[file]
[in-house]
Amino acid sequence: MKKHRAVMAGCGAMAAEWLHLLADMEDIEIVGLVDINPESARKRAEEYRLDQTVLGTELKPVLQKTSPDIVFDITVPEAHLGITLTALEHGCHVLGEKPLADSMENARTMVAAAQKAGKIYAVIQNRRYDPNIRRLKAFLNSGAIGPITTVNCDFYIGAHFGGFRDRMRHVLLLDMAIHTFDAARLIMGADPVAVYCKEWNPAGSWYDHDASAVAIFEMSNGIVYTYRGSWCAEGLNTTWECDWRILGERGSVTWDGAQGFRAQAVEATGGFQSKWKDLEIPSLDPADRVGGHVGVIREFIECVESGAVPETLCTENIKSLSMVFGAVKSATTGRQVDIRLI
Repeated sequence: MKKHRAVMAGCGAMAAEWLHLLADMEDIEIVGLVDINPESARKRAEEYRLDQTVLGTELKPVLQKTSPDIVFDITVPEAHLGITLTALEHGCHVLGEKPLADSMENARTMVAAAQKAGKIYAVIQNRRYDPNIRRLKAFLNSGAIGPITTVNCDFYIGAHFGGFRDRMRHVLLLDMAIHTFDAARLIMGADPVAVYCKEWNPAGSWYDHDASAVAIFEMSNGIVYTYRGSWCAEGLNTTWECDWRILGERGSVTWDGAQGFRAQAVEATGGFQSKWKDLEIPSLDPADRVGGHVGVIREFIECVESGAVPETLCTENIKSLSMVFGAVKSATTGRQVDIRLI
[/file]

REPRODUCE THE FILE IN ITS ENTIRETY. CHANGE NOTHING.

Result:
[in-house]
Amino acid sequence: MKKHRAVMAGCGAMAAEWLHLLADMEDIEIVGLVDINPESARKRAEEYRLDQTVLGTELKPVLQKTSPDIVFDITVPEAHLGITLTALEHGCHVLGEKPLADSMENARTMVAAAQKAGKIYAVIQNRRYDPNIRRLKAFLNSGAIGPITTVNCDFYIGAHFGGFRDRMRHVLLLDMAIHTFDAARLIMGADPVAVYCKEWNPAGSWYDHDASAVAIFEMSNGIVYTYRGSWCAEGLNTTWECDWRILGERGSVTWDGAQGFRAQAVEATGGFQSKWKDLEIPSLDPADRVGGHVGVIREFIECVESGAVPETLCTENIKSLSMVFGAVKSATTGRQVDIRLI
Repeated sequence: MKKHRAVMAGCGAMAAEWLHLLADMEDIEIVGLVDINPESARKRAEEYRLDQTVLGTELKPVLQKTSPDIVFDITVPEAHLGITLTALEHGCHVLGEKPLADSMENARTMVAAAQKAGKIYAVIQNRRYDPNIRRLKAFLNSGAIGPITTVNCDFYIGAHFGGFRDRMRHVLLLDMAIHTFDAARLIMGADPVAVYCKEWNPAGSWYDHDASAVAIFEMSNGIVYTYRGSWCAEGLNTTWECDWRILGERGSVTWDGAQGFRAQAVEATGGFQSKWKDLEIPSLDPADRVGGHVGVIREFIECVESGAVPETLCTENIKSLSMVFGAVKSATTGRQVDIRLI